Go live your best life!

Here’s my suggested itinerary, built with IQPlanner, for your first few days in Auckland!

Take me there!

Waitangi Day and Mystery Dorm Mates

Alright so after barely having made my 7am flight from Auckland to Wellington, I made it here in one piece and now have about 5 hours before I can check into my hostel. Grand.

I can leave my bags in the luggage storage at least, so I abandon everything except my laptop and go for breakfast. I’ve made a rookie mistake with this flight. I always think I’ll be so thrifty, book the cheapest airfare, and sacrifice an early morning to save myself 20 bucks. Well. Guess what? The breakfast I’m now eating to kill time is gonna cost me about 20 bucks.

“This has been the worst trade deal in the history of trade deals, maybe ever.”

Next I go exploring. I find my way down to the waterfront which is full of good vibes. I’ve been here 10 minutes and I think I already prefer Wellington to Auckland. Everywhere I look there are buskers, people on long boards and bicycles, art installations, street art, food trucks, tons of cute cafes and restaurants. It’s got everything!

The only downside so far is the weather. It’s a beautiful day today, but windy as hell and I’ve been told that’s normal. The winters get rainy and even more windy. While it’s not -20 like back home…I’m not sure I want to commit to that. I have some pretty fabulous hair, but when it’s up I look bald, and I’ll never be able to wear my hair down here if it’s so windy! Do I want to be bald for a year? Not particularly.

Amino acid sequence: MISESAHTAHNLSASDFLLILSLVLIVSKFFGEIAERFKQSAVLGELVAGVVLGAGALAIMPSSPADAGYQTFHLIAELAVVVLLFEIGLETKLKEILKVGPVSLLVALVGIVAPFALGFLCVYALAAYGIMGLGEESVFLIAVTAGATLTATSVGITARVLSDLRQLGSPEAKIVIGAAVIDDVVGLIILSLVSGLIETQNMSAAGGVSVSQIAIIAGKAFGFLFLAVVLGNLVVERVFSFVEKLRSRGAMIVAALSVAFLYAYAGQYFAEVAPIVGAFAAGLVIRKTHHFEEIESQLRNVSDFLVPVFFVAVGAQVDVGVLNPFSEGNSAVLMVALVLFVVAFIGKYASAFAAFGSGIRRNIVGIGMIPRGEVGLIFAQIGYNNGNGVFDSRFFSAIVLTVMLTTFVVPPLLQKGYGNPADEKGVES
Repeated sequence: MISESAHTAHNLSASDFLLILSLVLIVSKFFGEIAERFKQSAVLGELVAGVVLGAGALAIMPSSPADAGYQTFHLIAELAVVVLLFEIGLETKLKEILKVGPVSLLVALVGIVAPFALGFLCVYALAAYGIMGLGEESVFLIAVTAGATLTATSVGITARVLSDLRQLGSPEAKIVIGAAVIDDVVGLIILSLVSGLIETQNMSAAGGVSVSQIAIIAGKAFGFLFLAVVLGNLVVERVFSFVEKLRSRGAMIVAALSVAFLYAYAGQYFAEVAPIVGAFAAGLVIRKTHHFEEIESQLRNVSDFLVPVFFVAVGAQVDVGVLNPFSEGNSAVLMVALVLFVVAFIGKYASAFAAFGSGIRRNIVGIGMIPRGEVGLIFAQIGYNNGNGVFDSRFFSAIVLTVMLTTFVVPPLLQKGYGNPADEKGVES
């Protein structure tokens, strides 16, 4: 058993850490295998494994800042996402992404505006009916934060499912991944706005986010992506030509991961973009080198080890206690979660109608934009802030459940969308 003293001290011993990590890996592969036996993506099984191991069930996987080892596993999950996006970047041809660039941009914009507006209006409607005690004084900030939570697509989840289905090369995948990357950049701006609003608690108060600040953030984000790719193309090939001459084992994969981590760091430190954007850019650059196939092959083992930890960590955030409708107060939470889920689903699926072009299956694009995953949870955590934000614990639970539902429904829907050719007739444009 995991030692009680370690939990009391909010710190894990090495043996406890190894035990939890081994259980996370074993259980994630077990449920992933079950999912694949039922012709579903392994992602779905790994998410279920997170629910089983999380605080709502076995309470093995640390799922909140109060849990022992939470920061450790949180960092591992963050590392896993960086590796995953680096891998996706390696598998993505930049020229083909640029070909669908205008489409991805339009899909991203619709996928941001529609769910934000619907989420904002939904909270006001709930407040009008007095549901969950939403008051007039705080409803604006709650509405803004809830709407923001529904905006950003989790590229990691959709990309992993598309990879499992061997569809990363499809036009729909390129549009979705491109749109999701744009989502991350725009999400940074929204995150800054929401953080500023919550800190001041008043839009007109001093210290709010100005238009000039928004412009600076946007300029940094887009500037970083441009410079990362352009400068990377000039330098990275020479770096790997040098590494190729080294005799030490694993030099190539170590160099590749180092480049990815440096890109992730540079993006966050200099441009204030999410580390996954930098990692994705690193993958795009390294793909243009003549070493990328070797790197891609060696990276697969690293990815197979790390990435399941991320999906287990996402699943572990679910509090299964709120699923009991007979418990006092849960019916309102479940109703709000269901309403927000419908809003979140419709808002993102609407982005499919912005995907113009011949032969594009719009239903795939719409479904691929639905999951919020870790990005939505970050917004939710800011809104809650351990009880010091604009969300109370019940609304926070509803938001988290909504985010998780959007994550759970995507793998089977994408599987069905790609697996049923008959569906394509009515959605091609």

I’ve forgotten it’s Waitangi day, the national holiday. Maybe that’s why the city is so alive, bu I expect it’s like this all the time. On my way back up to the hostel I walk through a park with a stage and listeners lounging in the sun on blankets. Some kids are performing what I can only assume is a traditional Maori song in honour of the holiday. Okay, so this is probably not here all the time. Fair.

2pm finally comes around and I can check-in. I’ve purposely chosen the cheapest hostel in the city, Lodge in the City, despite its 6/10 review on Hostelworld. I can deal with whatever, but it soon becomes apparent why it has its reputation. Firstly, just 30 minutes of free wifi per day. That’s absurd. Secondly, I’m on the ground floor and my closest washroom is directly opposite reception which isn’t a big deal BUT what does suck, is that it doesn’t have a shower. The showers, which are co-ed, are on the first, second, and third floors. So I have to walk through reception and up a flight of stairs just to get clean.

If the showers were close and co-ed, no big deal. If the showers were far and all female, I could deal. However with this configuration, if I forget to bring a top with me, I’m not going alllllll the way back to my room, and now have to worry about a nip slippin’ while I blow dry my hair. Most undesirable.

At least I get a bottom bunk.

I’ve not been on my bed for 2 minutes before I’m invited out to a festival with a British guy and Italian girl who share my room. I love how social hostels are. We head back down to the waterfront where I’ve just come from, and find the park with the stage. We pick up a couple beers from the supermarket across the street and lay out on the lawn. The music has changed from the children’s choir to another Māori artist who I reckon is quite famous here. He has the traditional Maori tattoos covering his entire face and mixes the two languages in his songs. It’s rad.